Taking for example the PERT diagram shown in FIG- URE 1, of the accompanying drawings, it comprises a group of ten operations represented by the arrowed arcs 3,474,240 Patented Oct. 21, 1969 K K K K 1 K K K t(68), and t(78). They originate from the input vertex VI and converge via intermediate vertices V2, V3, V4, V5, V6 and V7 towards the output vertex V8 representing the result of the operations. Each arc is representative of a time 2(12), t(13), t(24), 23(25), t(36), t(47), t(56), 1(57), t(68), and t(78). The longest time corresponding to the critical path will be one of the following:
It is obvious that in the case of FIGURE 1 the calculation is sufficiently easy to avoid having to resort to a special equipment, but as soon as a graph comprises several tens of arcs, simple calculation becomes impracticable. The method and apparatus according to the present invention afford a simple and practical solution for these problems, which is available to users who do not possess large electronic computers.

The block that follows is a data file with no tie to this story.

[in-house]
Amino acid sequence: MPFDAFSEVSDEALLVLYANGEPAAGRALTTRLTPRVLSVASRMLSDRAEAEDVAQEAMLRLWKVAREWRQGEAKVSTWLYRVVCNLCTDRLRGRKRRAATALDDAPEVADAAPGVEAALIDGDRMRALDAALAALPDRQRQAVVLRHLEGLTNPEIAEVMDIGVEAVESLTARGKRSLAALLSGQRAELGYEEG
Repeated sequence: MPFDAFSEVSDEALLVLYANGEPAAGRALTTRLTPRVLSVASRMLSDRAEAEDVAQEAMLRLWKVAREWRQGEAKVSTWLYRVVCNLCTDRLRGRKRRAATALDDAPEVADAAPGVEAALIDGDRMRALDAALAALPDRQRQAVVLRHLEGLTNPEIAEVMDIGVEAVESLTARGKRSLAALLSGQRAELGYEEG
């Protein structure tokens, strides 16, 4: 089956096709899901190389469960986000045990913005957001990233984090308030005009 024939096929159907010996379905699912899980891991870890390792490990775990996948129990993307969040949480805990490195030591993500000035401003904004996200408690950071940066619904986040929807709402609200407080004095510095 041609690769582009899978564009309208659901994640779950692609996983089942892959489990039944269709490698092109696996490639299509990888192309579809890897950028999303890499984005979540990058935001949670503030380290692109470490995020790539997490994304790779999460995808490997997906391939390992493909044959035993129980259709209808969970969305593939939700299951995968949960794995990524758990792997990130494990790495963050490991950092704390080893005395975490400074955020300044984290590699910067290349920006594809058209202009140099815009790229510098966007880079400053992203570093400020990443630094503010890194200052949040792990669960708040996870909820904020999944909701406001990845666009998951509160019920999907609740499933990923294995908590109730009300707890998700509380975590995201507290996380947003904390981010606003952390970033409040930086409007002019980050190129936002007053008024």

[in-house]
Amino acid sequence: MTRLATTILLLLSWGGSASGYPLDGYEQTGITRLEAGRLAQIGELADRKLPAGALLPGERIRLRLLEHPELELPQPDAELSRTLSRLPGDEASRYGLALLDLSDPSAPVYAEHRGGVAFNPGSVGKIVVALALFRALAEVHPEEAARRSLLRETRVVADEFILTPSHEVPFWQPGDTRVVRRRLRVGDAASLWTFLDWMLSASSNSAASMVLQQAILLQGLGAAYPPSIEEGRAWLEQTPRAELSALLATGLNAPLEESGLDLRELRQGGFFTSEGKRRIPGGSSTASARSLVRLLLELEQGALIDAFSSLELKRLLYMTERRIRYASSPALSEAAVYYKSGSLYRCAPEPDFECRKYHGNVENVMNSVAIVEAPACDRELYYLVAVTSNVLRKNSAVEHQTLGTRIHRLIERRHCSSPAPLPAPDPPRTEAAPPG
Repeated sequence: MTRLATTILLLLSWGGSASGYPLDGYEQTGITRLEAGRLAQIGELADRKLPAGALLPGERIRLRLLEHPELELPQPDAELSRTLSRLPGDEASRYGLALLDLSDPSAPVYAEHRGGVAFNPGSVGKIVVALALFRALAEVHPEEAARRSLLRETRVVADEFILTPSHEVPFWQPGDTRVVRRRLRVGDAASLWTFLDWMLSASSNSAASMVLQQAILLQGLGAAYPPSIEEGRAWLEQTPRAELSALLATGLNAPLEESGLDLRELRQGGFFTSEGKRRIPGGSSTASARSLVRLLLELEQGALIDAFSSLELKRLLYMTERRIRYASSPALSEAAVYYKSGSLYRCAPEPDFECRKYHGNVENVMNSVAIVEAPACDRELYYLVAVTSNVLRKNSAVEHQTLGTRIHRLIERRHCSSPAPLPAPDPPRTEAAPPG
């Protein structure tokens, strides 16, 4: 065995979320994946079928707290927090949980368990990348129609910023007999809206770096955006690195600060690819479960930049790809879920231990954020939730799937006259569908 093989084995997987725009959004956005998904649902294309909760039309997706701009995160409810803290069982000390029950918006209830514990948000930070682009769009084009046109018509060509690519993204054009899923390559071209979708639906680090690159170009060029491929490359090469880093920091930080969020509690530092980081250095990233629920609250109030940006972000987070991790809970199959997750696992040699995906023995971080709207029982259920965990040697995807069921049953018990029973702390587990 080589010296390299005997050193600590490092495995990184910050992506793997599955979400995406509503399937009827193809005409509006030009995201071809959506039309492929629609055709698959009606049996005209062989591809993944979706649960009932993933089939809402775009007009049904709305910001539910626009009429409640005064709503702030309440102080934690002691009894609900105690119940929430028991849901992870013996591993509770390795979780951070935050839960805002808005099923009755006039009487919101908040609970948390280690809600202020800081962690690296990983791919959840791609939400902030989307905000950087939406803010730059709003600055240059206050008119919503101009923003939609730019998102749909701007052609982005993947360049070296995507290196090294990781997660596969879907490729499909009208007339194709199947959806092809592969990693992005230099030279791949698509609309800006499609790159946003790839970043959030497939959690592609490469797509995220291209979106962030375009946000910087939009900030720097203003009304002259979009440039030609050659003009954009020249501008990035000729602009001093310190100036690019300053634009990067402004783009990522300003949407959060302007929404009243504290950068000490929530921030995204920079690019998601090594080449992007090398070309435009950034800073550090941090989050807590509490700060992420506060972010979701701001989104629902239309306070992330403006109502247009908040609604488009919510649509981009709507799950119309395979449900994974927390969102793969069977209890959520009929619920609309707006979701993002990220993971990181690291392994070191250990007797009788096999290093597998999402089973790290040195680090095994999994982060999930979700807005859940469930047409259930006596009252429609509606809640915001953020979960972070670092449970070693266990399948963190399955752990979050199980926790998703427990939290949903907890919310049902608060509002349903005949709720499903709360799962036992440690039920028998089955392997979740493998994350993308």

According to the invention, a pulse transmitting device representing the input vertex of the graph is provided, adjustable delay devices corresponding to each oriented are are arranged to represent the graph. A discriminator is provided having as many inputs as there are convergent operations corresponding to each point of convergence of two or more operations terminating at the same point. This discrimminator indicates the input through which it has received the last or the first pulse. To each vertex where only one oriented arc leads, the electrical conductor branches into as many branches as there exist arcs issuing from the vertex in question.
Moreover, the operation consists in adjusting each delay device as a function, preferably linear, of the estimated or actual time of the operative phase which is being represented, so that when the input device emits a pulse the various discriminators indicate the inputs corresponding to the critical path and if the output discriminator is provided with a clock triggered by the input device, it will be able to indicate the time corresponding to the critical or optimum path.